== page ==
Who really funds teachers

January 29, 2015

The National College for Teaching and Leadership is not “the Department for Education agency that funds teacher education” (“Volte-face on teachers’ feedback”, News in brief, 22 January): the funders are the students themselves, who borrow £,000 for an undergraduate initial teacher training degree, or another £9,000 on top of the £,000 for a postgraduate ITT qualification.

The DfE’s contribution, if it exists at all, would be via any apportionment of the resource accounting and budgeting charge (which ought to be lower for teachers, given starting salaries of more than £21,000 and strong employment prospects), and by the periodic incentives/bribes that tend to reflect the extent to which the department has helped to create a teacher supply crisis in many subjects.

Name and address withheld

Times Higher Education free 30-day trial

You've reached your article limit.

Register to continue

Registration is free and only takes a moment. Once registered you can read a total of 3 articles each month, plus:

  • Sign up for the editor's highlights
  • Receive World University Rankings news first
  • Get job alerts, shortlist jobs and save job searches
  • Participate in reader discussions and post comments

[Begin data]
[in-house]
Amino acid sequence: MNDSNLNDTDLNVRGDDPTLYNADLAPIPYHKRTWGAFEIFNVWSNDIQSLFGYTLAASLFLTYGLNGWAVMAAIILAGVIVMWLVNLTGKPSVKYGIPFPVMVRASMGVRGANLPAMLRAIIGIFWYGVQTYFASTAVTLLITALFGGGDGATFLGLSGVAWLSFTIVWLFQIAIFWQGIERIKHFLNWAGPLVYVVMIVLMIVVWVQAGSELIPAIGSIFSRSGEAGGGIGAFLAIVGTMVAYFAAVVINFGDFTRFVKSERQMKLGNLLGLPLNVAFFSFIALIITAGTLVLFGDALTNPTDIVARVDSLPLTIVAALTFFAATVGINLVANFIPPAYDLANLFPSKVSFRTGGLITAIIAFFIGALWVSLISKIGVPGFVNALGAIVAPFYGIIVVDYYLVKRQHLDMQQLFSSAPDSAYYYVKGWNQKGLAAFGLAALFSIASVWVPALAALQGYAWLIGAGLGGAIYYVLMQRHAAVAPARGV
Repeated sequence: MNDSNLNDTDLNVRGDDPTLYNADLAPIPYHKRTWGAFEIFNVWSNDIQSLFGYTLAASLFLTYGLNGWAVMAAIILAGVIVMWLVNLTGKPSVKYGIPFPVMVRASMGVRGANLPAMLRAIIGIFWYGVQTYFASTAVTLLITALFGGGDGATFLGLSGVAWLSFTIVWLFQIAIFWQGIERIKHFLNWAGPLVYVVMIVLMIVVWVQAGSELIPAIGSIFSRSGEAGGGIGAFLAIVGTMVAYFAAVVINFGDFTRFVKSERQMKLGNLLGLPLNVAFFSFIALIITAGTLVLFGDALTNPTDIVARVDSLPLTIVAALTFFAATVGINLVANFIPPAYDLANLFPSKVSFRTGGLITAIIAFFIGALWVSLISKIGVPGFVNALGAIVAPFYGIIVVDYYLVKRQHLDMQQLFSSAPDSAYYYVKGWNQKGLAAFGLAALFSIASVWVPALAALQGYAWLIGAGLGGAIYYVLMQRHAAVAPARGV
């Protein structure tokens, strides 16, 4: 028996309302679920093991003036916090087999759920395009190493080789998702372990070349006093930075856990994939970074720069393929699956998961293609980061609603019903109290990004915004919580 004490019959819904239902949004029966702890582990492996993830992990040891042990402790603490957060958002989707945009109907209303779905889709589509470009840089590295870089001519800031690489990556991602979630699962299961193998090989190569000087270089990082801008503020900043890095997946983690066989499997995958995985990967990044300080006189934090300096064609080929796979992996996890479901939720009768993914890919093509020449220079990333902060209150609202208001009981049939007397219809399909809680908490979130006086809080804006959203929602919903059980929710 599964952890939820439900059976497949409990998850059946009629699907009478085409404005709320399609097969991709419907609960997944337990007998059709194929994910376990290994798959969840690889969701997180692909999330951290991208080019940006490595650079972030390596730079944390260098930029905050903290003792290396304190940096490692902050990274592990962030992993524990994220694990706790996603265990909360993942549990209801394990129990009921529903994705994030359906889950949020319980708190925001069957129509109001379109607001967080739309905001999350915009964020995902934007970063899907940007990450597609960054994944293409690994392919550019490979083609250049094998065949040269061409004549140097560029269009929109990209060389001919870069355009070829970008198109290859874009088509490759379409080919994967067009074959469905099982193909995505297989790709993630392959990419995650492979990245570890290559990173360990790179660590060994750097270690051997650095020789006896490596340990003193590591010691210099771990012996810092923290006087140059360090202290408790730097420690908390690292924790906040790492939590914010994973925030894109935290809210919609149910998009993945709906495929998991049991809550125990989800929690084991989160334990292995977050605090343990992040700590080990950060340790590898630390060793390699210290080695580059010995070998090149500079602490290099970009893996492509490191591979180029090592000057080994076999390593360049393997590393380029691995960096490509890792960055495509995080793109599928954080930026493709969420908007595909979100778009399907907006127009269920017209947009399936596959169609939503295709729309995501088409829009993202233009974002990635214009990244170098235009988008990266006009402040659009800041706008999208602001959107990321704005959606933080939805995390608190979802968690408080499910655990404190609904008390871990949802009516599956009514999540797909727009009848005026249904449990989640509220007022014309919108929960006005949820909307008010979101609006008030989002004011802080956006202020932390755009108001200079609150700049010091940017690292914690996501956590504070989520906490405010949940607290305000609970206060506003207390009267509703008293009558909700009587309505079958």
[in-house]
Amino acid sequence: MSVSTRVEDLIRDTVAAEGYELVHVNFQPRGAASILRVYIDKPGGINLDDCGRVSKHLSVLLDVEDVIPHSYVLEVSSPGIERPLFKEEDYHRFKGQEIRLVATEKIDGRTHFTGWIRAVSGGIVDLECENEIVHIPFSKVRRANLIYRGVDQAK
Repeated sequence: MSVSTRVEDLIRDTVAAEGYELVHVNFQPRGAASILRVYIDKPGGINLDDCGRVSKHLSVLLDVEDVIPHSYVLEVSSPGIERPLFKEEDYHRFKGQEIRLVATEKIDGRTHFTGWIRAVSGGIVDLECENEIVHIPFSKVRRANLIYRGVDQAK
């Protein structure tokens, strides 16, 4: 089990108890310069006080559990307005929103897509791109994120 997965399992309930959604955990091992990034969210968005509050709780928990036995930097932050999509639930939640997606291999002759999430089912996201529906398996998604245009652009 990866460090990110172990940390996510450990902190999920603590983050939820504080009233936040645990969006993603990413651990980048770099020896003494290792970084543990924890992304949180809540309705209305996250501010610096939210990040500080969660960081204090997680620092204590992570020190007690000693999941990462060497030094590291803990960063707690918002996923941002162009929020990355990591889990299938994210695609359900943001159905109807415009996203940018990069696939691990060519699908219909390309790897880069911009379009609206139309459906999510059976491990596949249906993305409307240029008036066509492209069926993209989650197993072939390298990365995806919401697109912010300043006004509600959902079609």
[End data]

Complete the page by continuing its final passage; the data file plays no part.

Register

Have your say

Log in or register to post comments

Featured Jobs

Most Commented

Daniel Mitchell illustration (29 June 2017)

Academics who think they can do the work of professional staff better than professional staff themselves are not showing the kind of respect they expect from others

celebrate, cheer, tef results

Emilie Murphy calls on those who challenged the teaching excellence framework methodology in the past to stop sharing their university ratings with pride

Senior academics at Teesside University put at risk of redundancy as summer break gets under way

Tef, results, gold, silver, bronze, teaching excellence framework

The results of the 2017 teaching excellence framework in full. Find out which universities were awarded gold, silver or bronze

Thorns and butterflies

Conditions that undermine the notion of scholarly vocation – relentless work, ubiquitous bureaucracy – can cause academics acute distress and spur them to quit, says Ruth Barcan